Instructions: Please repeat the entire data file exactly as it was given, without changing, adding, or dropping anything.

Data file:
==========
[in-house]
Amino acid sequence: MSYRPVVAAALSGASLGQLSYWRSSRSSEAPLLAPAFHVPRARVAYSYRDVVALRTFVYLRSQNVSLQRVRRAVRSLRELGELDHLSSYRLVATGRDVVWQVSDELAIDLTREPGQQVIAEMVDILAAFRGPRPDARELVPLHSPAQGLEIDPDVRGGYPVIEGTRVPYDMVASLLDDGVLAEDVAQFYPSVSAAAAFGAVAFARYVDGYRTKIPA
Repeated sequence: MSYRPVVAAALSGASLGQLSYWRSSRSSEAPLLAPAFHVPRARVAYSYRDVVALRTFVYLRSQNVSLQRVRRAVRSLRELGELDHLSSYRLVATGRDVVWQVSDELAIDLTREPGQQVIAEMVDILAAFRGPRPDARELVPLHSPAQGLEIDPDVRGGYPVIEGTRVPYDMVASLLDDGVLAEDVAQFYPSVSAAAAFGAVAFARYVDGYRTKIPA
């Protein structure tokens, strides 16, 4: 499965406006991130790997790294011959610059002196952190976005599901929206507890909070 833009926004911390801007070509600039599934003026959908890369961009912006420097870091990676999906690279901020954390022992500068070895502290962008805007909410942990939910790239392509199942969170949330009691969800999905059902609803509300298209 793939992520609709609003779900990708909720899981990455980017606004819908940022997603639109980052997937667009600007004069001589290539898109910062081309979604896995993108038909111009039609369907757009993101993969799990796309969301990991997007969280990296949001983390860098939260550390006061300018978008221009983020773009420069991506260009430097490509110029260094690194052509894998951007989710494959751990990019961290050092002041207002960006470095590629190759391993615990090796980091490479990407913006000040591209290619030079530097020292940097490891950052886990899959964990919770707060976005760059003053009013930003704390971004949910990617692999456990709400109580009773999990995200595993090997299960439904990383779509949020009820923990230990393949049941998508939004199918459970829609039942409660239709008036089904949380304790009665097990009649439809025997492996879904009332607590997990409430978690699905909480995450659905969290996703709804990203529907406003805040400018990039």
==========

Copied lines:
[in-house]
Amino acid sequence: MSYRPVVAAALSGASLGQLSYWRSSRSSEAPLLAPAFHVPRARVAYSYRDVVALRTFVYLRSQNVSLQRVRRAVRSLRELGELDHLSSYRLVATGRDVVWQVSDELAIDLTREPGQQVIAEMVDILAAFRGPRPDARELVPLHSPAQGLEIDPDVRGGYPVIEGTRVPYDMVASLLDDGVLAEDVAQFYPSVSAAAAFGAVAFARYVDGYRTKIPA
Repeated sequence: MSYRPVVAAALSGASLGQLSYWRSSRSSEAPLLAPAFHVPRARVAYSYRDVVALRTFVYLRSQNVSLQRVRRAVRSLRELGELDHLSSYRLVATGRDVVWQVSDELAIDLTREPGQQVIAEMVDILAAFRGPRPDARELVPLHSPAQGLEIDPDVRGGYPVIEGTRVPYDMVASLLDDGVLAEDVAQFYPSVSAAAAFGAVAFARYVDGYRTKIPA
């Protein structure tokens, strides 16, 4: 499965406006991130790997790294011959610059002196952190976005599901929206507890909070 833009926004911390801007070509600039599934003026959908890369961009912006420097870091990676999906690279901020954390022992500068070895502290962008805007909410942990939910790239392509199942969170949330009691969800999905059902609803509300298209 793939992520609709609003779900990708909720899981990455980017606004819908940022997603639109980052997937667009600007004069001589290539898109910062081309979604896995993108038909111009039609369907757009993101993969799990796309969301990991997007969280990296949001983390860098939260550390006061300018978008221009983020773009420069991506260009430097490509110029260094690194052509894998951007989710494959751990990019961290050092002041207002960006470095590629190759391993615990090796980091490479990407913006000040591209290619030079530097020292940097490891950052886990899959964990919770707060976005760059003053009013930003704390971004949910990617692999456990709400109580009773999990995200595993090997299960439904990383779509949020009820923990230990393949049941998508939004199918459970829609039942409660239709008036089904949380304790009665097990009649439809025997492996879904009332607590997990409430978690699905909480995450659905969290996703709804990203529907406003805040400018990039």